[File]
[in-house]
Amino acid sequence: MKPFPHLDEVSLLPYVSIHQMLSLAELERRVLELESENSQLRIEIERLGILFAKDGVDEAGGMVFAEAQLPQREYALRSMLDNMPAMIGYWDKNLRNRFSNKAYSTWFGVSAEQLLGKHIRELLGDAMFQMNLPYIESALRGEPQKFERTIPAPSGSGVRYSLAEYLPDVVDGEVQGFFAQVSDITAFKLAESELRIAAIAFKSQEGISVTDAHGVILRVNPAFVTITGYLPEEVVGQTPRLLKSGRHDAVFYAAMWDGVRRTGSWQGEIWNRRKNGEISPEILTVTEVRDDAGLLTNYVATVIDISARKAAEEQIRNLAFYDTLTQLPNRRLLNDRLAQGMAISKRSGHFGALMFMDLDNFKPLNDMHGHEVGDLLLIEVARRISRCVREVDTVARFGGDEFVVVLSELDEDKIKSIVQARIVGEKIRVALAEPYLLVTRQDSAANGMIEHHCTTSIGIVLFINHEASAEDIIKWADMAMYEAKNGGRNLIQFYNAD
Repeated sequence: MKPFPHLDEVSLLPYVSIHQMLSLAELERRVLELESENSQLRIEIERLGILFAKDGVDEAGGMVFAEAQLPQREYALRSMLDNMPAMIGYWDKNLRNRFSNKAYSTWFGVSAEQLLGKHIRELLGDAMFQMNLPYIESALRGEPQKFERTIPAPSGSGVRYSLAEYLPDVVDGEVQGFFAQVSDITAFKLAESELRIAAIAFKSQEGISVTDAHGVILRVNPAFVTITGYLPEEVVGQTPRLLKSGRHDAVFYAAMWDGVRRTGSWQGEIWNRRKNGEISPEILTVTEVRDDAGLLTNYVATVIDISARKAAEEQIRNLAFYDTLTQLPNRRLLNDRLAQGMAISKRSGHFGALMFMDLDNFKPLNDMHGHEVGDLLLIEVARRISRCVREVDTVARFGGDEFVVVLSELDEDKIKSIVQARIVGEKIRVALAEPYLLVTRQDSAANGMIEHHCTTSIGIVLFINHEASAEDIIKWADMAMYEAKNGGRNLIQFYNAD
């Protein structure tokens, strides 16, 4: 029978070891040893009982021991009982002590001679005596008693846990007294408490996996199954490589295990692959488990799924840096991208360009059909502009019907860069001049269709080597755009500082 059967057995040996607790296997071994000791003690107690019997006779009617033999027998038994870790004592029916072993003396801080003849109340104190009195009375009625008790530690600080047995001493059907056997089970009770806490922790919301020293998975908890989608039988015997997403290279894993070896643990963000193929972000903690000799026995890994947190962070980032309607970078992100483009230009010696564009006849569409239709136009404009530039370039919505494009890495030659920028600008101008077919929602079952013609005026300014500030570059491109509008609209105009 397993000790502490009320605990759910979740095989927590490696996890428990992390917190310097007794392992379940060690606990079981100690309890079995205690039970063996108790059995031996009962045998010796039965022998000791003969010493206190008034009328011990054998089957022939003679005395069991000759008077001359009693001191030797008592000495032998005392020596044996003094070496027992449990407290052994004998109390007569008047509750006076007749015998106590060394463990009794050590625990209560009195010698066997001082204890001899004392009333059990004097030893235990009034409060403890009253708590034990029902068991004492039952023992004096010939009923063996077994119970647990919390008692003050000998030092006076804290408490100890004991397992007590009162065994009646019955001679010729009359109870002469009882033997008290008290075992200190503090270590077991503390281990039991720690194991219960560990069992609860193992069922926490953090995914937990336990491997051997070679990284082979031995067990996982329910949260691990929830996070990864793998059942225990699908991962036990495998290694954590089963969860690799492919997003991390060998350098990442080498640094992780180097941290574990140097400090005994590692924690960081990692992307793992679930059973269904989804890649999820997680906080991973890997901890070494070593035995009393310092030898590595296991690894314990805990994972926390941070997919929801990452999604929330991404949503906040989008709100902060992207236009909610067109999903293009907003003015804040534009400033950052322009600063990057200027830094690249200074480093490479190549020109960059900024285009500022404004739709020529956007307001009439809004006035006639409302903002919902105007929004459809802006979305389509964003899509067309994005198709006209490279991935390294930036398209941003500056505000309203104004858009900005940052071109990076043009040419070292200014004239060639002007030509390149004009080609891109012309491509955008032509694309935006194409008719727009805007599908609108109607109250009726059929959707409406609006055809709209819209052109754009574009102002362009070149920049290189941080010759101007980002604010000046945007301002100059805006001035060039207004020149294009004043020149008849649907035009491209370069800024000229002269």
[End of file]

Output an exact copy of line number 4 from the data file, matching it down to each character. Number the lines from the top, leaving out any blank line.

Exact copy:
């Protein structure tokens, strides 16, 4: 029978070891040893009982021991009982002590001679005596008693846990007294408490996996199954490589295990692959488990799924840096991208360009059909502009019907860069001049269709080597755009500082 059967057995040996607790296997071994000791003690107690019997006779009617033999027998038994870790004592029916072993003396801080003849109340104190009195009375009625008790530690600080047995001493059907056997089970009770806490922790919301020293998975908890989608039988015997997403290279894993070896643990963000193929972000903690000799026995890994947190962070980032309607970078992100483009230009010696564009006849569409239709136009404009530039370039919505494009890495030659920028600008101008077919929602079952013609005026300014500030570059491109509008609209105009 397993000790502490009320605990759910979740095989927590490696996890428990992390917190310097007794392992379940060690606990079981100690309890079995205690039970063996108790059995031996009962045998010796039965022998000791003969010493206190008034009328011990054998089957022939003679005395069991000759008077001359009693001191030797008592000495032998005392020596044996003094070496027992449990407290052994004998109390007569008047509750006076007749015998106590060394463990009794050590625990209560009195010698066997001082204890001899004392009333059990004097030893235990009034409060403890009253708590034990029902068991004492039952023992004096010939009923063996077994119970647990919390008692003050000998030092006076804290408490100890004991397992007590009162065994009646019955001679010729009359109870002469009882033997008290008290075992200190503090270590077991503390281990039991720690194991219960560990069992609860193992069922926490953090995914937990336990491997051997070679990284082979031995067990996982329910949260691990929830996070990864793998059942225990699908991962036990495998290694954590089963969860690799492919997003991390060998350098990442080498640094992780180097941290574990140097400090005994590692924690960081990692992307793992679930059973269904989804890649999820997680906080991973890997901890070494070593035995009393310092030898590595296991690894314990805990994972926390941070997919929801990452999604929330991404949503906040989008709100902060992207236009909610067109999903293009907003003015804040534009400033950052322009600063990057200027830094690249200074480093490479190549020109960059900024285009500022404004739709020529956007307001009439809004006035006639409302903002919902105007929004459809802006979305389509964003899509067309994005198709006209490279991935390294930036398209941003500056505000309203104004858009900005940052071109990076043009040419070292200014004239060639002007030509390149004009080609891109012309491509955008032509694309935006194409008719727009805007599908609108109607109250009726059929959707409406609006055809709209819209052109754009574009102002362009070149920049290189941080010759101007980002604010000046945007301002100059805006001035060039207004020149294009004043020149008849649907035009491209370069800024000229002269």